About this Event
Join us at the 54th Annual UND Writers Conference, "The Healing Arts," featuring a panel discussion on "The Arts and Well-being" featuring award-winning fiction writers Morgan Talty and Alejandro Varela, memorist and poet, Juliet Patterson, as well as textiles artist Niki Tsukamoto!
About the authors/artists
Morgan Talty is a citizen of the Penobscot Indian Nation where he grew up. He is the author of the critically acclaimed story collection Night of the Living Rez from Tin House Books, which won the New England Book Award, was a Finalist for the Barnes & Noble Discover Great New Writers, and is a Finalist for the 2023 Andrew Carnegie Medal for Excellence in Fiction. His writing has appeared in Granta, The Georgia Review, Shenandoah, TriQuarterly, Narrative Magazine, LitHub, and elsewhere. A winner of the 2021 Narrative Prize, Talty’s work has been supported by the Elizabeth George Foundation and National Endowment for the Arts (2022). Talty is an Assistant Professor of English in Creative Writing and Native American and contemporary Literature at the University of Maine, Orono, and he is on the faculty at the Stonecoast MFA in creative writing as well as the Institute of American Indian Arts. Talty is also a Prose Editor at The Massachusetts Review. He lives in Levant, Maine.
Access his work at https://www.morgantalty.com/
Alejandro Varela is a writer based in New York. His writing has appeared in the Point Magazine, Boston Review, Harper's, Split Lip, the Georgia Review, the Rumpus, the Brooklyn Rail, the Offing, and the New Republic, among other publications. He is a 2019 Jerome Fellow in Literature. He was a resident in the Lower Manhattan Cultural Council’s 2017–2018 Workspace program and a 2017 NYSCA/NYFA Artist Fellow in Nonfiction. Alejandro is an editor-at-large of Apogee Journal. His graduate studies were in public health. His first book, The Town of Babylon (National Book Award nominee, longlist), was published by Astra House in 2022. His second book, The People Who Report More Stress, is forthcoming (Astra House, 2023). Varela believes strongly in reparations, land back, a national health service, and a thirty dollar minimum wage pegged to inflation as interventions essential for the collective liberation of our society. Access his work at alejandrovarela.work. You can also find him on Twitter: @drovarela and IG: @alejandrovarela.work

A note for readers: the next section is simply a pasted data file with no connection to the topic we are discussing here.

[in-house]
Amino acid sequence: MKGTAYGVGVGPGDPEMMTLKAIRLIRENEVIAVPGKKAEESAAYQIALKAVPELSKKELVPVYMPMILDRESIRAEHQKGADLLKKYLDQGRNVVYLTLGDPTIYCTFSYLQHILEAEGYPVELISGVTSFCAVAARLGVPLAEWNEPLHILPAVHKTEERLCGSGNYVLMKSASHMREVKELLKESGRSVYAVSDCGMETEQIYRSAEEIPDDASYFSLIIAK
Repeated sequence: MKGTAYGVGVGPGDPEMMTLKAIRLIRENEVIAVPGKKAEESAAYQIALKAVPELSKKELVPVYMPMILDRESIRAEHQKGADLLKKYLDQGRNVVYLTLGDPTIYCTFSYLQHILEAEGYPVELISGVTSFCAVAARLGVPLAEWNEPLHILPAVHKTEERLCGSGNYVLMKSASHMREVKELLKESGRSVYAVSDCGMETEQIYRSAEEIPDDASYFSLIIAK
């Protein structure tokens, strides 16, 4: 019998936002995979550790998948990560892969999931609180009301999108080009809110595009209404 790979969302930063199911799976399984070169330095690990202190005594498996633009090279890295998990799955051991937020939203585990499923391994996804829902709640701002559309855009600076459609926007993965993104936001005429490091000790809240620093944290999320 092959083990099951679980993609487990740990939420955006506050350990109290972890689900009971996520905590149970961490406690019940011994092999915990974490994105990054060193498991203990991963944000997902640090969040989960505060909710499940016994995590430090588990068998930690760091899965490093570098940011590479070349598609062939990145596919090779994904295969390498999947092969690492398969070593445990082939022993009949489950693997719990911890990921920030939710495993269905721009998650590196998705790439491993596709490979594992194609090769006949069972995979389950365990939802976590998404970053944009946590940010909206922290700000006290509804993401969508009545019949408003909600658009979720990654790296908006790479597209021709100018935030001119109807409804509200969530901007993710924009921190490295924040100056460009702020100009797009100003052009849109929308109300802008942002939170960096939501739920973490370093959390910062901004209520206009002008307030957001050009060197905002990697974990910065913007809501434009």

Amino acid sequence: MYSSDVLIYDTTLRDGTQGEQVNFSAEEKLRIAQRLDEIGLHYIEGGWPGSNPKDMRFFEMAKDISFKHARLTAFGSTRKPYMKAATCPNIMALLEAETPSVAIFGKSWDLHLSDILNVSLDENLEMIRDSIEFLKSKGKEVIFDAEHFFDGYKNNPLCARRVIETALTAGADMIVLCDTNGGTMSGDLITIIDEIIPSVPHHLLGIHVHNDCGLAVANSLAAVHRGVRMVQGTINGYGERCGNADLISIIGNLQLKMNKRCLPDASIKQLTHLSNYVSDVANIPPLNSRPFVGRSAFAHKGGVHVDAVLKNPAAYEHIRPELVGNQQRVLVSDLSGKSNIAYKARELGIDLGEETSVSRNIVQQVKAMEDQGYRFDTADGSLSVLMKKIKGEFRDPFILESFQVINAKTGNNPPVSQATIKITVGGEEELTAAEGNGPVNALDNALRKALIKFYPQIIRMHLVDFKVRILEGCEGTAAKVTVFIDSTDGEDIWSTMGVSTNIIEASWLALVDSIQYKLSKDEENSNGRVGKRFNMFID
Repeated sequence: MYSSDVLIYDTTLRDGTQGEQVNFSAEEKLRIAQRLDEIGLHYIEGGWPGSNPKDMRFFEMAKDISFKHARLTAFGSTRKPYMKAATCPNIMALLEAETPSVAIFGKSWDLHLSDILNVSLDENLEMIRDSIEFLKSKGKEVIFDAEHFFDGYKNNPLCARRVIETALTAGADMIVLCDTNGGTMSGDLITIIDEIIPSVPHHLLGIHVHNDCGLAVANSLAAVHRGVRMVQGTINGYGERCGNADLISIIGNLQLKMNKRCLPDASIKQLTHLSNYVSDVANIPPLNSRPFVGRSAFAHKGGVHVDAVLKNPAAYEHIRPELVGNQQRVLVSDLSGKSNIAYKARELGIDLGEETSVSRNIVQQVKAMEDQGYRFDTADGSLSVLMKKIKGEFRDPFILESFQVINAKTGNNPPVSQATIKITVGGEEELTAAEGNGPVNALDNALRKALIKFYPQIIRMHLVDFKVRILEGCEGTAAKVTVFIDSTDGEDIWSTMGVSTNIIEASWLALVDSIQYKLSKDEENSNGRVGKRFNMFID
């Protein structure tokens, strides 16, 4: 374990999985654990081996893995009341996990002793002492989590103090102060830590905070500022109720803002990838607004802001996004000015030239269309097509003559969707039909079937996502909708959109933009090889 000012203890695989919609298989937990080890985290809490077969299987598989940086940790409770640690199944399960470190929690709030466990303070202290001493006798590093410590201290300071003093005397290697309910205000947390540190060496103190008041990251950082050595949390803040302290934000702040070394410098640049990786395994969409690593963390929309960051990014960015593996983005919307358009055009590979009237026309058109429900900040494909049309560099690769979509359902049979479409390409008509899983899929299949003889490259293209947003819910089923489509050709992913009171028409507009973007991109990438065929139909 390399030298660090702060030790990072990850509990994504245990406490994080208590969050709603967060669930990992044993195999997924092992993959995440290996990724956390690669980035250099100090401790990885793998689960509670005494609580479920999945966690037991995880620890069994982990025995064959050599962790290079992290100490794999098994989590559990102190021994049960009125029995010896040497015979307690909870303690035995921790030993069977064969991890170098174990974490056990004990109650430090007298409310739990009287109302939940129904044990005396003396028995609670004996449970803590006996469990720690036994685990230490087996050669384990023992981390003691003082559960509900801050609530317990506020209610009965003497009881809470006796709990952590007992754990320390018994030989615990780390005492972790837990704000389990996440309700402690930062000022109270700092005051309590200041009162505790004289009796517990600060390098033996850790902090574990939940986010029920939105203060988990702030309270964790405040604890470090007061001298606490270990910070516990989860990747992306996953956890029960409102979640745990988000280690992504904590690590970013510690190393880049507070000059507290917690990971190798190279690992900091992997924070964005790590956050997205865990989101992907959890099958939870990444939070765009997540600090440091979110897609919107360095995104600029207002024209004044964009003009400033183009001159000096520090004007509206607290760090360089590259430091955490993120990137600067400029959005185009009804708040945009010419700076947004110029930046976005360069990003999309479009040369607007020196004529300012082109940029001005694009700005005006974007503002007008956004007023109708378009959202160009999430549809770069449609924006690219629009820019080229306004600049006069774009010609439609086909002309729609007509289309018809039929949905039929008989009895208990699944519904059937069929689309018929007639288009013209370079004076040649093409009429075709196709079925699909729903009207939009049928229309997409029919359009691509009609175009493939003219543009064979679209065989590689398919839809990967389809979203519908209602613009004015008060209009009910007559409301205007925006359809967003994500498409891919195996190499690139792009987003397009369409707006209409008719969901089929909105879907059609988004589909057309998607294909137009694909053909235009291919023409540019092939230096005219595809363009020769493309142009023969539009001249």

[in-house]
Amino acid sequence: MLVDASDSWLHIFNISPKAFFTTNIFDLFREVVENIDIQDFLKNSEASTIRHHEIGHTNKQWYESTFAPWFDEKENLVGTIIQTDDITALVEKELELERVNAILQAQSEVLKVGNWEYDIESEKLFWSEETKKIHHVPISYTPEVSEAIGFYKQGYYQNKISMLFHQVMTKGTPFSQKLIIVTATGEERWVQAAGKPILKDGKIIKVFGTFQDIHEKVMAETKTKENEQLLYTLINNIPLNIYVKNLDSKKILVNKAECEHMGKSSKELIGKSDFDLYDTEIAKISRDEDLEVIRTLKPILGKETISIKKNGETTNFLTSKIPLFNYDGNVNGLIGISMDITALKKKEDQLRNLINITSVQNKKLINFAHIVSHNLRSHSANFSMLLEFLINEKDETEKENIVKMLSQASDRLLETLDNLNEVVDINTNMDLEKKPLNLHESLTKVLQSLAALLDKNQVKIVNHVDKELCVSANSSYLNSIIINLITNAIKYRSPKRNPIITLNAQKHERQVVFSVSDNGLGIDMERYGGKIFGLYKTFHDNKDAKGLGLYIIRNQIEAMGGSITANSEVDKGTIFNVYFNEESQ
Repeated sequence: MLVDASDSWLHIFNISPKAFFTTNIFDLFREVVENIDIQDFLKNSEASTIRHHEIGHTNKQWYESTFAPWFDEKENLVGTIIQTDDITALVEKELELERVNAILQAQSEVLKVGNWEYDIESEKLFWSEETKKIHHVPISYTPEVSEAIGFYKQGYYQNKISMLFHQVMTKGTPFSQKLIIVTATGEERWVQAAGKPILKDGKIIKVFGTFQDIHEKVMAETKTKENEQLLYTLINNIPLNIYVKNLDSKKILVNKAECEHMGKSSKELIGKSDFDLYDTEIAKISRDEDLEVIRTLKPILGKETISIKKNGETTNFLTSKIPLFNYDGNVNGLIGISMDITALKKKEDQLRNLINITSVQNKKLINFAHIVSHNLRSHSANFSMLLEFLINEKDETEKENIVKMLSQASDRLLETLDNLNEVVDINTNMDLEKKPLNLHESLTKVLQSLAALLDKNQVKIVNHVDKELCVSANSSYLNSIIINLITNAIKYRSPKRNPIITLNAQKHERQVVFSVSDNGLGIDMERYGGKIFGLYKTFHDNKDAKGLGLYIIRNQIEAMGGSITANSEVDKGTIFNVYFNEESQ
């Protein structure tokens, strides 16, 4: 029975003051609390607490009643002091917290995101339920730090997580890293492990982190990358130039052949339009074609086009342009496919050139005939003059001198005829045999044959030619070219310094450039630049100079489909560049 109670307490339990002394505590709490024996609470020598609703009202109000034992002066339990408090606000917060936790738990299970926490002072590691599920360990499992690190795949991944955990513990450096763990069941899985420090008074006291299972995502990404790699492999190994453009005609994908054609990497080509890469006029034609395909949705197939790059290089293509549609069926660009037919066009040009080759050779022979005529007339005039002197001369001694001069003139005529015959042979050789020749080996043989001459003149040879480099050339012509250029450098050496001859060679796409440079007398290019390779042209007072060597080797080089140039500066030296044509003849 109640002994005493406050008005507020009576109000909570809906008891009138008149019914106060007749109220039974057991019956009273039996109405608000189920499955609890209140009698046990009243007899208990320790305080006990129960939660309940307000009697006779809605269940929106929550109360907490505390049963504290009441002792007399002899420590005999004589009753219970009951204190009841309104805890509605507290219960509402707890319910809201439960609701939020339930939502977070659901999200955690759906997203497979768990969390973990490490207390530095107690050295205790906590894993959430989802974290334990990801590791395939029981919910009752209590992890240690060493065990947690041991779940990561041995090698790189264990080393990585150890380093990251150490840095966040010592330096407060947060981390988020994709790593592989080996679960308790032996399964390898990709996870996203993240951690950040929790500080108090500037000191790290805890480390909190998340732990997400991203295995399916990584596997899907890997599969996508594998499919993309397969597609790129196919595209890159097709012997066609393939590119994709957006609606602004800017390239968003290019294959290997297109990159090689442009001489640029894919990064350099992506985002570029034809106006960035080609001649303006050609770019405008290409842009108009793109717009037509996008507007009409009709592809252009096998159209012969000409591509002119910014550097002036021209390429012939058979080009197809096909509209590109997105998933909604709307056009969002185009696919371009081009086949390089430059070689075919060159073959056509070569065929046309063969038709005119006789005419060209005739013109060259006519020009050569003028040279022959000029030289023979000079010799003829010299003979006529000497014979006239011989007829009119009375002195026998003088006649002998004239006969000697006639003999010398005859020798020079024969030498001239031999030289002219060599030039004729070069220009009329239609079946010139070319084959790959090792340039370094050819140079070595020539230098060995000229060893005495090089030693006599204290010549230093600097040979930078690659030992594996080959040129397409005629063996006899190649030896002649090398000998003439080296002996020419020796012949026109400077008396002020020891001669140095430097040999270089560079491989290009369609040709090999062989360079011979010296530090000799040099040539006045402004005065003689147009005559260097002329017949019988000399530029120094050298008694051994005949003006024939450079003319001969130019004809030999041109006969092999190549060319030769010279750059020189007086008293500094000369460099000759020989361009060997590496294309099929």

Juliet Patterson is the author of Sinkhole: A Legacy of Suicide (Milkweed Editions, September 2022) and two full-length poetry collections, Threnody, (Nightboat Books 2016), a finalist for the 2017 Audre Lorde Poetry Award, and The Truant Lover, (Nightboat Books, 2006), winner of the Nightboat Poetry Prize and a finalist for the 2006 Lambda Literary Award. A recipient of a 2011 Arts & Letters Susan Atefat Prize in non-fiction, and a 2010 Lynda Hull Memorial Poetry Prize, she has also been awarded fellowships from the Jerome Foundation, the Minnesota State Arts Board, and the Minneapolis-based Creative Community Leadership Institute (formerly the Institute for Community and Creative Development). She teaches creative writing and literature at St. Olaf College and is also a faculty member of the college’s Environmental Conversations program.
Access her work at https://www.julietpatterson.com/
Niki Tsukamoto (b. 1974) is an artist living in the forest above Los Angeles whose practice centers traditional craft and herbalism encompassing natural dyes and ﬁbers, stitch work, and weaving. Her work is deeply informed by the Wiener Werkstätte approach of coupling avant-garde aesthetics with traditional methods and the Bauhaus belief in the oneness of the artist and the craftsman.
As with both of the proceeding movements, the underlying principle of her practice is the creation of the Gesamtkunstwerk, or "total work of art”. Her daily practice is focused on the making of medicinally dyed cloth created with speciﬁc color frequencies from plant sources and meditations on our human conscious evolution through ritual and devotion.
Expanding on her work of the past two decades exploring myth-making, collective consciousness, and universal forms of symbolism, her current work is based in weaving, sewing, and dyeing touchstones of piecework aligned with the ideas of the original makers of jogakbo in the ﬁrst century BC in what is now known as Korea. Scholars believe these cloths to have originally been made to provide divine protection and luck to the contents, stitching the creator’s concern and respect for the receiver into fibers. In our current era of increasingly unsure times, this work places a focus not on exacting technique, but on imbuing our lives with a sense of magic and purpose. It attempts to create an environment of reassuring touchstones and trust by using decorated fabrics as a thread connecting us through time to our most primal form of storytelling and a means of expanding the limitations of spoken language.
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